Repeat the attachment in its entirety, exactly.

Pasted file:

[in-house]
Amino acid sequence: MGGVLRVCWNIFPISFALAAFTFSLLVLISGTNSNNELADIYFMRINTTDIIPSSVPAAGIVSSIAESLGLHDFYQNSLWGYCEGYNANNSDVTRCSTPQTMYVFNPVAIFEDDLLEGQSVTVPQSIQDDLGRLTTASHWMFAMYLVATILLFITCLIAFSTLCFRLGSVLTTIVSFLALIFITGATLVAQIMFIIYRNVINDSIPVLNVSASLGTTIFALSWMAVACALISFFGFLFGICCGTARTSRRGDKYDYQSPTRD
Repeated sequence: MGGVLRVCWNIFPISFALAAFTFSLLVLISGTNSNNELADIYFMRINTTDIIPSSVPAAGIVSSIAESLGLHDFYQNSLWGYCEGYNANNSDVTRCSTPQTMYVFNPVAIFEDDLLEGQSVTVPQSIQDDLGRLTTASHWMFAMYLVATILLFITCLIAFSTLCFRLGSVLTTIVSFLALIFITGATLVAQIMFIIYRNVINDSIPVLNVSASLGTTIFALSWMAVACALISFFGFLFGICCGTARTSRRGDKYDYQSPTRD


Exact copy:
[in-house]
Amino acid sequence: MGGVLRVCWNIFPISFALAAFTFSLLVLISGTNSNNELADIYFMRINTTDIIPSSVPAAGIVSSIAESLGLHDFYQNSLWGYCEGYNANNSDVTRCSTPQTMYVFNPVAIFEDDLLEGQSVTVPQSIQDDLGRLTTASHWMFAMYLVATILLFITCLIAFSTLCFRLGSVLTTIVSFLALIFITGATLVAQIMFIIYRNVINDSIPVLNVSASLGTTIFALSWMAVACALISFFGFLFGICCGTARTSRRGDKYDYQSPTRD
Repeated sequence: MGGVLRVCWNIFPISFALAAFTFSLLVLISGTNSNNELADIYFMRINTTDIIPSSVPAAGIVSSIAESLGLHDFYQNSLWGYCEGYNANNSDVTRCSTPQTMYVFNPVAIFEDDLLEGQSVTVPQSIQDDLGRLTTASHWMFAMYLVATILLFITCLIAFSTLCFRLGSVLTTIVSFLALIFITGATLVAQIMFIIYRNVINDSIPVLNVSASLGTTIFALSWMAVACALISFFGFLFGICCGTARTSRRGDKYDYQSPTRD